This means the faint sample will be tested multiple times, and if it has the same result, it will be sent off for sequencing to confirm. Sequencing of a sample is time intensive, and so is only done for positive, or sometimes indecipherable, results.

Altogether, this means that PCR testing is very reliable and undergoes multiple confirmations, so numbers are unlikely to be inflated.

If you have your own questions that you like to submit to the Cosmos team, contact us!

This article was originally published on Cosmos Magazine and was written by Deborah Devis. Deborah Devis is a science journalist at Cosmos. She has a Bachelor of Liberal Arts and Science (Honours) in biology and philosophy from the University of Sydney, and a PhD in plant molecular genetics from the University of Adelaide.

Published by The Echo in conjunction with Cosmos Magazine.

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  1. Cosmos Magazine receives funding from South Australian Government, Commonwealth Government and Santos Oil and gas. An unholy alliance to be sure and a serious impediment for me to trust their reporting on politically loaded , contentious issues where there are numerous dissenting (censored) opinions, as is the case with PCR Testing (including from it inventor, Kary Mullis

    • Hi Saul, it’s Gail, editor of Cosmos here. Thanks for asking that question – in today’s world, asking questions is more important than ever! Just wanted to let you know, Cosmos is published by the charity The Royal Institution of Australia. While RiAUS received startup funding back in 2012 from the Commonwealth, the State of South Australia, and Santos Ltd, those orgs have nothing to do with what the people at Cosmos think, say, or do in 2021. The only things we’re influenced by are the facts and research coming out of the amazing world of science and support from readers, which reminds us we’re doing something important (shameless plug: https://riaus.org.au/give).

      Kary Mullis was an intriguing character and his biography makes for rollicking reading. On this topic, though, he’s often taken out of context. It comes from a quote in 1996 article in which he says: “PCR is intended to identify substances qualitatively, but by its very nature is unsuited for estimating numbers. Although there is a common misimpression that the viral load tests actually count the number of viruses in the blood, these tests cannot detect free, infectious viruses at all; they can only detect proteins that are believed, in some cases wrongly, to be unique to HIV. The tests can detect genetic sequences of viruses, but not viruses themselves.”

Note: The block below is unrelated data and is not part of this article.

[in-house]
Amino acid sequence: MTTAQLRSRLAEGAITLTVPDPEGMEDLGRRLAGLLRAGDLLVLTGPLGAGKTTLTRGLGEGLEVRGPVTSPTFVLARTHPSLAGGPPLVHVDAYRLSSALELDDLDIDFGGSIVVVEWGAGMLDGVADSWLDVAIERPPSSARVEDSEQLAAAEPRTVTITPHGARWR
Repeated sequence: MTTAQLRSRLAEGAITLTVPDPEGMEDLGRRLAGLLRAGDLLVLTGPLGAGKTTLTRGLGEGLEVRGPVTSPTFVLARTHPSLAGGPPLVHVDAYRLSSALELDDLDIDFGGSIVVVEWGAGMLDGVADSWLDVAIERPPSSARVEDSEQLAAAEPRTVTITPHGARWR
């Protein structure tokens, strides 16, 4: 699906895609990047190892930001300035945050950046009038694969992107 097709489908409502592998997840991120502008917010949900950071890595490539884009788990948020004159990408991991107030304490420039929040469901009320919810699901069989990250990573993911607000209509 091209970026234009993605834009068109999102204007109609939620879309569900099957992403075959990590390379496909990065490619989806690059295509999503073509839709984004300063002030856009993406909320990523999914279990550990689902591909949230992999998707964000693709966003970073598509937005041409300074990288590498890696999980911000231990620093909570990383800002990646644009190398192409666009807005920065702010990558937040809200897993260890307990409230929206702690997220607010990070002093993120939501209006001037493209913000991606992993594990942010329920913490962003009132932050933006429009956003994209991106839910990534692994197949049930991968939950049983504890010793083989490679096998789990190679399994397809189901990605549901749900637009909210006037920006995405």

Vast leaps in sequencing in the 25 years since mean that there is no doubt as to the sequence of SARS-CoV-2. It was true then and remains true now that while the PCR test can detect the presence of a virus, but not whether a person is infectious or not.

  2. Thanks for your in depth response Gail, which is further food for thought, although I would like to point out that my comment was not a question but rather an expression of concern about the provenance and credibility of ‘undoubtable facts’ promulgated in an over- heated climate (no pun intended) But certainly yes, questions are good.

  3. As a heads up, most labs these days use what’s called real-time PCR. Rather than amplifying through all the cycles and then using gel electrophoresis to see the bands, the amplification and analysis steps are combined.

    When amplifying RNA, we use primers which are specific to portions of the virus’ genome. These primers are attached to a dye which activates when the primer binds with another piece of RNA. The dyes glow under a specific wavelength of light, and each gene we test for has its own unique dye. After each cycle of PCR, the system measures the fluorescence of the sample by shining it with those wavelengths.

    The advantage of this system is that we can more easily determine the strength of a signal: the earlier the fluorescence starts to rise, the more virus particles were in the sample. It also let’s us begin processing positive cases before the run finishes which is a huge time-saver. We can also look at the “curves” the fluorescence makes to spot any weak positives that may not make the cutoff so that we can monitor the testee and see if their levels rise in the future.

    Source: work in a molecular lab testing covid samples

    • So nice to have ‘new real-time test’ and how fateful it was of the ‘old amplifying test’ to manufacture a pandemic and turned the history of the world into a totalitarian reset.

      Recommended read from Luke Massey writing in today’s The Spectator tells us that the estimate “Medicare bill for Covid testing in Queensland has amounted to over $250,000,000.” 
      So for all the Me people with financial interests in the lab testing game – we thank you.

      Imagine what that test and vaccine money could have been.

  4. person taht invented it said it is NOT realiable way to test, also why do you need to have soemthign stuck far up noise or other hole, yet can spread it by breathing….. somehtign is up and even children knwo soemthign is wrong.